My hardwood cheeks will compensate but then I lose effect of factory dog in the front face of the vise. Any problem you can see with my installing a front cheek that is an inch higher than the rear so as to use this entire face as a dog? Thanks in advance if you are still there. Otherwise see you on the Other Side. Answer 6 months ago.

They don't need to be through holes but do you really want dust and other things falling inside and blocking your dogs? There's many different types of hold fasts, hooks, and clamps for different purposes, though if you need something to hold work down, and not just hold it in place, then you need a through-hole.

That being said, most of the work you do on wood is likely pushing it down or sideways, not up, so a sideways-clamping device is probably fine. The steel holdfast I made here is an invention of an older time when making anything with working threads was an expensive undertaking.

I have the same things happening with my vise, and the dog that came on the vise serves no purpose. That's okay because my fat brass ones work better anyway. Reply 6 months ago. Thank you for taking the time. I actually re-read your text and it helped me with question 3. So, regarding the tail vise, you actually installed just one big fat cheek on the front vise face and none at all on the rear face?

And, I presumed you recessed the back vice face. Except, maybe, thin strip of leather or something? I am building this style bench this winter in my shop. Still looking for 6x6 timbers for legs and a nice slab of some sort for the top. Did you find a good set of plans for this bench or did you just wing it. All the "Roubo" bench plans I have found are not old school like the one you built and I don't like em much. If you do have plans please let me know where you found them.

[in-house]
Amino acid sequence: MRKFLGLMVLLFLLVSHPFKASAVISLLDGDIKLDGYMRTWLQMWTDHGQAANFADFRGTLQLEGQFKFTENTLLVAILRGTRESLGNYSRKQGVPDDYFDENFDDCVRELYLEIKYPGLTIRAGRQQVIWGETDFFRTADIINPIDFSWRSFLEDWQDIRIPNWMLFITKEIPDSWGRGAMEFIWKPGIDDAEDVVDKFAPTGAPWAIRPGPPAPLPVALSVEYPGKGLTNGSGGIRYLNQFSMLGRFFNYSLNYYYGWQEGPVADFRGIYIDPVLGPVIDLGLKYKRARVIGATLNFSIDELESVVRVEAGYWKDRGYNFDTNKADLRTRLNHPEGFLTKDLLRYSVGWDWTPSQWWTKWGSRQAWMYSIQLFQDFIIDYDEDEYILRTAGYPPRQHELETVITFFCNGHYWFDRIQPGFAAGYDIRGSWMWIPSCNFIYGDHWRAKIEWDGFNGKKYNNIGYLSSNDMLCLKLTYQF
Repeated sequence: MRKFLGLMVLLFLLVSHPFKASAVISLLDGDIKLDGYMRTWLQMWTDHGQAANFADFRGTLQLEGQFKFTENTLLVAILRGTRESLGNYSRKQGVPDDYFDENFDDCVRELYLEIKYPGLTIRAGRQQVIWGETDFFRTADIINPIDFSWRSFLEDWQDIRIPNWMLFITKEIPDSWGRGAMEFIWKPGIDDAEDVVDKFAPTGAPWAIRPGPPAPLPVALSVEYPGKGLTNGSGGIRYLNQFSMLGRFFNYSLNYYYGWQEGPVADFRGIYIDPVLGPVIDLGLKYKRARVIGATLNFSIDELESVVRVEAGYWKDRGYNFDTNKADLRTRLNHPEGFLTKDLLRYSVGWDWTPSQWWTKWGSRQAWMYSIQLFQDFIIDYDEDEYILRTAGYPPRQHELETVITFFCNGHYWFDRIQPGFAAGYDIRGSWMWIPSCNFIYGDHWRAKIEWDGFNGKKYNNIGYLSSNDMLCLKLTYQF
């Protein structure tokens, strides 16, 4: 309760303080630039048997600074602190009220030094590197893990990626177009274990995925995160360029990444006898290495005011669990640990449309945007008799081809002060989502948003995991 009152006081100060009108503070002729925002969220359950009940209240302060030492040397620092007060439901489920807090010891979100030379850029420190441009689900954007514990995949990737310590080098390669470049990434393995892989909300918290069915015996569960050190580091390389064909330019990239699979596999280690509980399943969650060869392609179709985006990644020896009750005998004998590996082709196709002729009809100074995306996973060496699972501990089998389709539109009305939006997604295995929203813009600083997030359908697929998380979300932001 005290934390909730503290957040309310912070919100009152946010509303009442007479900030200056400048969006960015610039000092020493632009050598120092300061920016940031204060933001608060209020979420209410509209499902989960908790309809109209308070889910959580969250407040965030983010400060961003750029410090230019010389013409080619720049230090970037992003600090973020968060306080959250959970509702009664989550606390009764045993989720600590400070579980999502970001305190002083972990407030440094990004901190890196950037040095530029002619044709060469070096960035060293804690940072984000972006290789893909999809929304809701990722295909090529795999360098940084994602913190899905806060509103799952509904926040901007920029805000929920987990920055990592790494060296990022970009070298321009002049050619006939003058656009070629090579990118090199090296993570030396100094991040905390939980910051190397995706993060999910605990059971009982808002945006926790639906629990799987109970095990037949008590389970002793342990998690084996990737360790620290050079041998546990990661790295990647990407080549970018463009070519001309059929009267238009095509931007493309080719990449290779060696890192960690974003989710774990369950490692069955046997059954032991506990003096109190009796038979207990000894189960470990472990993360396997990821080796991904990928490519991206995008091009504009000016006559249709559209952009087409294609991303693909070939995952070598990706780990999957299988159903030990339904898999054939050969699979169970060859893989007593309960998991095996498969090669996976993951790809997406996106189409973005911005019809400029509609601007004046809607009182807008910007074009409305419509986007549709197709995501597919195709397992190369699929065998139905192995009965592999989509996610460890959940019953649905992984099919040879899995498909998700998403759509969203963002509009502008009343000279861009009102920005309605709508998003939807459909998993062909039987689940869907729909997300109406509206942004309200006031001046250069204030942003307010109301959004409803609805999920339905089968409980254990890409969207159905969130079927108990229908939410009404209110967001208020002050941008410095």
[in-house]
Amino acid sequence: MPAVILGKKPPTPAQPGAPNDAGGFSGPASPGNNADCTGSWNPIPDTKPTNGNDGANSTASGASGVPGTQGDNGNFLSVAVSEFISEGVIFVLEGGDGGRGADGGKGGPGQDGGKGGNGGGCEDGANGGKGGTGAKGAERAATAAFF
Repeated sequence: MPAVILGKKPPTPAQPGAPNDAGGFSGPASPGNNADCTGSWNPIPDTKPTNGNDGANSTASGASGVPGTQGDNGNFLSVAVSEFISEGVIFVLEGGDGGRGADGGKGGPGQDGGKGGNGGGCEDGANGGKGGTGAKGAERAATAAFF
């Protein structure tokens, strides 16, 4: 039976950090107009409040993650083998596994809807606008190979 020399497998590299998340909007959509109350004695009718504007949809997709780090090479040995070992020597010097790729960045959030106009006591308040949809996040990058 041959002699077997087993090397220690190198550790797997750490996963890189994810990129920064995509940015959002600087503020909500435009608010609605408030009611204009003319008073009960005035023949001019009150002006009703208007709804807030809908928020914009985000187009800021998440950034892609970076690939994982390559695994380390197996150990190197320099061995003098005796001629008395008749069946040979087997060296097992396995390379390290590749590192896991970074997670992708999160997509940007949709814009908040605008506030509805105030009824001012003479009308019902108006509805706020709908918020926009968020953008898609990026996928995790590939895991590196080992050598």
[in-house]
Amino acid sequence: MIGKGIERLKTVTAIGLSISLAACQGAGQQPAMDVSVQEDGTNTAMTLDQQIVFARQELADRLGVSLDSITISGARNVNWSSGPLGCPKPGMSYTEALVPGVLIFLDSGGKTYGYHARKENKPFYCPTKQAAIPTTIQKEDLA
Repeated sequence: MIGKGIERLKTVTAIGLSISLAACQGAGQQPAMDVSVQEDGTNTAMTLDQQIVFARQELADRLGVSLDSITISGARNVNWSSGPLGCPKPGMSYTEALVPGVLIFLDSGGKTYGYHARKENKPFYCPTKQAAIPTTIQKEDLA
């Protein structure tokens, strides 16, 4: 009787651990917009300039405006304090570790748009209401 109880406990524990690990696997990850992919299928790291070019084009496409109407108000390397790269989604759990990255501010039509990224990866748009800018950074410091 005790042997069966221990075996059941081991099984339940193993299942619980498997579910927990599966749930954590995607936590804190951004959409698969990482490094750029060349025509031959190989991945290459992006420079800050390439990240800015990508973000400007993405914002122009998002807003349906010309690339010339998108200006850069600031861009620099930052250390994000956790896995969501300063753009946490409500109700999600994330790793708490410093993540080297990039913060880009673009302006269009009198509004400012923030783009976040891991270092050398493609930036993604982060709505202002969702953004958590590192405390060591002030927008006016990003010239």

Cheers dude! One question you may be able to answer Do you have a supplier's name or brand that I can use to get the criss-cross leg vise support? I was afraid that I would end up making some, and if they're not perfect, they don't work correctly. You may want to view David Barron's solution for the mortises in the top and the matching leg tenons. It's Roubo made easy. Fantastic work bench! I wish I had the skills and time to develop the skills to make one of my own. Is that Queen Titania, in earthly disguise, posing on your bench?

Very nicely done. It looks like the leg is actually thicker than the poplar beam; did you have to mortise out some of the Doug fir, as well? Reply 8 years ago on Introduction. Yes, that's my faerie queen. The legs are thicker than the poplar rails but the tenons are cut to the same width; this is not evident in the pictures since I took them before cutting the other sides of the tenons. The extra shelf this makes on the leg adds a little bit more stability to the joint, but it's not used on every example I've seen of the Roubo bench.

You seem to have left out any instructions for the beautifully mounted materials assistance device located on the top of the bench in the lower image. I would very much like to have one for my workshop as well. Can you provide information or sourcing?

I already have electric blue dye. Right, but in terms of milling the beech, I'd assume that quartersawn pieces would be favorable over flatsawn ones due to warping potential. Right now, my beech lumber is in cylindrical form lying in the woods, so I could potentially even rift saw it, but if it's not going to make a difference once it's laminated together, warping-wise, I won't waste too much time and lumber with fancy milling.

Introduction: Roubo-Style Workbench.